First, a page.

Stewart Island Travel Guide

Stewart Island, or Rakiura (glowing skies) as it is known to the Maori, is one of NZ’s least explored eco-tourism destinations. Granite-based with high rocky outcrops it offers a mix of deep clear bays, white sandy beaches and towering emerald-green rainforest.

An ecological wonderland, three-quarters of the island is part of the Rakiura National Park. As the fourth largest park in New Zealand, it boasts some 157,000 hectares which teem with wildlife. The island is a paradise for trampers and nature lovers, offering many visitors the rare privilege of an unexpected rendezvous with a kiwi.

There are around 12,000 Stewart Island kiwi on the island. One of the larger species of this flightless bird, they are often seen foraging in the forest or hunting for sand hoppers on the beach. For those who do not come across one on their travels, kiwi-spotting night tours are available. Places are limited so it’s best to book in advance.

Stewart Island is also popular with birdwatchers because it has the largest and most diverse bird population in New Zealand, from the vividly feathered kaka and parakeet to the tui and bellbird with their melodic calls. Seabirds abound: there are several species of albatross and five types of penguin, including the tiny blue penguin and the rare yellow-eyed penguin – to name just a few! Ulva Island, a short boat ride from Stewart Island, is a pest-free open sanctuary where visitors can view and learn about many species that don’t thrive well on the mainland islands due to pests such as stoats, rats, and feral cats. The Stewart Island robin, South Island saddleback and the mohua (or yellowhead) are some of the rare birds likely to be encountered. The weka – often mistaken for kiwi – is prolific and these friendly birds usually provide a welcome committee. Day trips to Ulva Island can be organised at the Visitors’ Centre in Oban.

Stewart Island’s DOC Visitors’ Centre provides information on the island’s network of hiking trails. There’s a number of short hikes which range from 15 minutes to seven hours as well as several longer tramps which journey across the island through ancient podocarp forests of rimu, miro, southern kamahi and a dense carpet of ferns. The 36-kilometre Rakiura Track is extremely popular. It’s one of NZ’s Great Walks and can be covered in three days. It crosses the sheltered shores of Paterson Inlet and features historical sites and a mix of forest and open coast.

The North West Circuit is a challenging 125-kilometre, ten-day hike for hardier trampers and tackles some of the island’s most rugged terrain, while the Southern Circuit (which can be added to the North West Circuit to create a complete Stewart Island experience) takes six to nine days to complete. Comfortable huts on all the tracks provide toilets, running water, wood stoves and mattresses.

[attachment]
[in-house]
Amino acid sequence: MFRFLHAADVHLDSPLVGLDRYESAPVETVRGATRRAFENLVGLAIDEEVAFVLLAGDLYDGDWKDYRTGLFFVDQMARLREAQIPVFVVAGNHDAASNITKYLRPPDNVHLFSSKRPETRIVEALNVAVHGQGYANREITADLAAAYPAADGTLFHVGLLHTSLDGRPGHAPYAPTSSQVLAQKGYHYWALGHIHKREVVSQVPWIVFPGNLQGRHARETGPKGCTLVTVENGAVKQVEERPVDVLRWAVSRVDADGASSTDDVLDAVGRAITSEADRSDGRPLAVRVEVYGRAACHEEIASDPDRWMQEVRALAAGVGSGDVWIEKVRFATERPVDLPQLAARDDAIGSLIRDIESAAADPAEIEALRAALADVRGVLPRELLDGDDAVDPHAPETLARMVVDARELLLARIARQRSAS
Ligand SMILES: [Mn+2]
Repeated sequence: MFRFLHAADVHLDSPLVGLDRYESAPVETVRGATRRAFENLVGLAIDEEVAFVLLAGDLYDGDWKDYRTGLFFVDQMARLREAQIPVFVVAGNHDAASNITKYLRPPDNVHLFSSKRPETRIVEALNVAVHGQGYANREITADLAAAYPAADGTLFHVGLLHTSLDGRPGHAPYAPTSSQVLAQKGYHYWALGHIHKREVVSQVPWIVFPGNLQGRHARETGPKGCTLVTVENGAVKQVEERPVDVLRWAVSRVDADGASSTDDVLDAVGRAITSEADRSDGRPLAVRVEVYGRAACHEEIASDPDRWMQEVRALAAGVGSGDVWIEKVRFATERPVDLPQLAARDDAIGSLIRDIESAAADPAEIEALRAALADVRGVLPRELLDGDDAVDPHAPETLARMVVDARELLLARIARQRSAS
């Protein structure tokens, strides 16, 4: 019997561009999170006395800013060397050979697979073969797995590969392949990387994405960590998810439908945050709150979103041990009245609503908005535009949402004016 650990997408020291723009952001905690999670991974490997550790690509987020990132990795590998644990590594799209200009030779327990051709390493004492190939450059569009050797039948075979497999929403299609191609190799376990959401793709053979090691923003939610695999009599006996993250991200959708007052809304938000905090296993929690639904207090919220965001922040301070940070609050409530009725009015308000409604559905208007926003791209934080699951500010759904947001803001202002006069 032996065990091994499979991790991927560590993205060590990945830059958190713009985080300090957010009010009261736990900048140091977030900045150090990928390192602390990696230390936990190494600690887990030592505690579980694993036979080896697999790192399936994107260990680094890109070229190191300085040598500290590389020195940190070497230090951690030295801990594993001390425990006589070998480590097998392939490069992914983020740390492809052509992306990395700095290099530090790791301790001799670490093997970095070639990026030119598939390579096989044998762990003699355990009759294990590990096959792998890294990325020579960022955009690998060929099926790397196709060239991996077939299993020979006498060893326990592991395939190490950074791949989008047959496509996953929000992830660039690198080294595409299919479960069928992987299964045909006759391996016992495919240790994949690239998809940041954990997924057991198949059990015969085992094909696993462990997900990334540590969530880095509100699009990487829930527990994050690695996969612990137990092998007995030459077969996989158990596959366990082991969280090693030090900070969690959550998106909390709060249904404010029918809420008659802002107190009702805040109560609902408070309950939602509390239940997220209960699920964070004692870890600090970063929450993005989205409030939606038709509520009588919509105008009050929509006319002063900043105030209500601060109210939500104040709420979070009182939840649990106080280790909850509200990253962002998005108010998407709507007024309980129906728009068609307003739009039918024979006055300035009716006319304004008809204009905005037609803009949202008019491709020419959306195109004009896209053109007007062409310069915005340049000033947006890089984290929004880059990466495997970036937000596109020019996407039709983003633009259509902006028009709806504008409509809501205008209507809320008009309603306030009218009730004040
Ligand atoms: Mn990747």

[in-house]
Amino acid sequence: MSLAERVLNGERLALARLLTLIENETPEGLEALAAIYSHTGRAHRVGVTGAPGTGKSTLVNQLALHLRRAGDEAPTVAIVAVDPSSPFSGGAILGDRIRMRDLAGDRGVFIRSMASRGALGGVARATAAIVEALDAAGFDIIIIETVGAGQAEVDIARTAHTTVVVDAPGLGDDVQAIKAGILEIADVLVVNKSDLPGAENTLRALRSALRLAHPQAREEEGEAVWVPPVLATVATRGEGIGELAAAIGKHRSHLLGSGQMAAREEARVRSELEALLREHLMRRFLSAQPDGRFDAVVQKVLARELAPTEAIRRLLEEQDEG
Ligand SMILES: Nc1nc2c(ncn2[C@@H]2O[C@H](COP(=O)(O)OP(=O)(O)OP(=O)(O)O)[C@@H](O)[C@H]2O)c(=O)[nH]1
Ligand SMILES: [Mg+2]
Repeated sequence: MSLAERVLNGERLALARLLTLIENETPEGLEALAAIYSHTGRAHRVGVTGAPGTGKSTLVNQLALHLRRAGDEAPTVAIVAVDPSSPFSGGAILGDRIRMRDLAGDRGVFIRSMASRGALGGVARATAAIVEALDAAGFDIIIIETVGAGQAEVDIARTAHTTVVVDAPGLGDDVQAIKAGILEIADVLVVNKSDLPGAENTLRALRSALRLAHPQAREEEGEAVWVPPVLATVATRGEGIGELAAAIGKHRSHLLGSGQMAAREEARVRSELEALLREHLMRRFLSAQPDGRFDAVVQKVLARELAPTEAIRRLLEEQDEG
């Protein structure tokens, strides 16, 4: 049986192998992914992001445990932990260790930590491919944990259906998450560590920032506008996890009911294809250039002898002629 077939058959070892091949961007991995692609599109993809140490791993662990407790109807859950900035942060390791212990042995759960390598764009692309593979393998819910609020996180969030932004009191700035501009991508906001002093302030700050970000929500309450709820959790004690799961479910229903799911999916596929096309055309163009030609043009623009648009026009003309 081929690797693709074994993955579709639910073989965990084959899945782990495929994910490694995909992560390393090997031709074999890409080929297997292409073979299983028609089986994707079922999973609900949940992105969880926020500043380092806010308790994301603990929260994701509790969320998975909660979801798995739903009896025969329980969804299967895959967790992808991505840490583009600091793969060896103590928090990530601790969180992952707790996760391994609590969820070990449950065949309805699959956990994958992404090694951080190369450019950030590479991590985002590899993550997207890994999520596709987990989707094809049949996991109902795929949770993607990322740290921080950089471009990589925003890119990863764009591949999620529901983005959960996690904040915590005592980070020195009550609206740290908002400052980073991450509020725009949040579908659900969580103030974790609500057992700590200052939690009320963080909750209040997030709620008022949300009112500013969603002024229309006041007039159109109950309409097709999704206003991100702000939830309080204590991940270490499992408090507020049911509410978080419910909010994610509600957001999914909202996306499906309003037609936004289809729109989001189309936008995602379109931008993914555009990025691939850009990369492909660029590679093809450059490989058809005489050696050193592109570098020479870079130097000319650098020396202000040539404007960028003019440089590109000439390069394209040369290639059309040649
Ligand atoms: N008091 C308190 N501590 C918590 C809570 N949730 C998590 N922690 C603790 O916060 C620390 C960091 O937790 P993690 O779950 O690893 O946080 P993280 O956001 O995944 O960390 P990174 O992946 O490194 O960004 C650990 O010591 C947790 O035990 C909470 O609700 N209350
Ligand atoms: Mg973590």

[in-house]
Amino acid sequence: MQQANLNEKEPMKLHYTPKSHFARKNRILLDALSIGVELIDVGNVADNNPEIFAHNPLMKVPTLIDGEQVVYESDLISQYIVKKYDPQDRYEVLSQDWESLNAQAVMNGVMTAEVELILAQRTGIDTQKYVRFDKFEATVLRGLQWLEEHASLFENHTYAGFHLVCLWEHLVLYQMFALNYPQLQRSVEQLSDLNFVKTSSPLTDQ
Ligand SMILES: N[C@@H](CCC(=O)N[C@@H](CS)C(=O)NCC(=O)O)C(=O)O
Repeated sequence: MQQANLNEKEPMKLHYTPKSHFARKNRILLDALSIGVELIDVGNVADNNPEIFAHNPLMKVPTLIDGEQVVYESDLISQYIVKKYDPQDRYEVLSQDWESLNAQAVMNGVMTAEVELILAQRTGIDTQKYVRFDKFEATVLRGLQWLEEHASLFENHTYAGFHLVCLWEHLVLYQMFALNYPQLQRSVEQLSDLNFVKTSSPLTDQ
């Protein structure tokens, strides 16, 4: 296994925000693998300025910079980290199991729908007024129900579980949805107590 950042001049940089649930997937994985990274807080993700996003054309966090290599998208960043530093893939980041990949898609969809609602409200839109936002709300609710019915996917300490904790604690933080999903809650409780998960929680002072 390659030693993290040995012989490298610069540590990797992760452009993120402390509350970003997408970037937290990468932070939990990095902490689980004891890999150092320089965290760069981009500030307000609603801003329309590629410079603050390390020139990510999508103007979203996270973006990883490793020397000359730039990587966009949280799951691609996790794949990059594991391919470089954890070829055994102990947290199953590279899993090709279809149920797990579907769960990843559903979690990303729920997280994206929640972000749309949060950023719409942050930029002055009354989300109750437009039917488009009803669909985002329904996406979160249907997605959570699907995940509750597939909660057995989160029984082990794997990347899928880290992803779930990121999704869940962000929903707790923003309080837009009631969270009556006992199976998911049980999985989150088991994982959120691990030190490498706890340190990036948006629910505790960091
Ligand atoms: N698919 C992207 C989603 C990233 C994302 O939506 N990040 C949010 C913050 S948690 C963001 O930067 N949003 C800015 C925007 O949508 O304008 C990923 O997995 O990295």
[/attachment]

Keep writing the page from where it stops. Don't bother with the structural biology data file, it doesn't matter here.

For underwater explorers there’s abundant marine life to be discovered amongst the tall bladder kelp, a 70-foot long kelp unique to the island. It can be explored on a snorkelling or diving trip, while chartered boat tours, deep sea fishing and sea kayak trips allow you to soak up the island’s sights by sea. Fishing is excellent and delicious blue cod can be caught from the rocks.

The island’s original Maori name: Te Punga O Te Waka a Maui (the anchor stone of Maui’s Canoe) refers to the part played in the legend of Maui and his crew, who from their canoe (the South Island) caught a great fish (the North Island). The island’s English name came courtesy of First Officer William Stewart, who charted the southern coast aboard the Pegasus in 1809. Today Stewart Island’s 400 or so inhabitants (many descended directly from Maori and European settlers) mostly live in or around Oban, the island’s only town. The pub provides a social centre and one of several dining options available to the visitor. As there are no banks on Stewart Island it pays to bring some cash, but most businesses accept EFTPOS or credit card.

For day trippers, bus tours cover most of the island’s 20-kilometres of road in an hour or so and give an excellent introduction to its history. Longer bus tours include bush walks with experienced naturalists.

Stewart Island can be reached by a daily scheduled ferry service from Bluff which takes around an hour, or a 20-minute flight from Invercargill airport.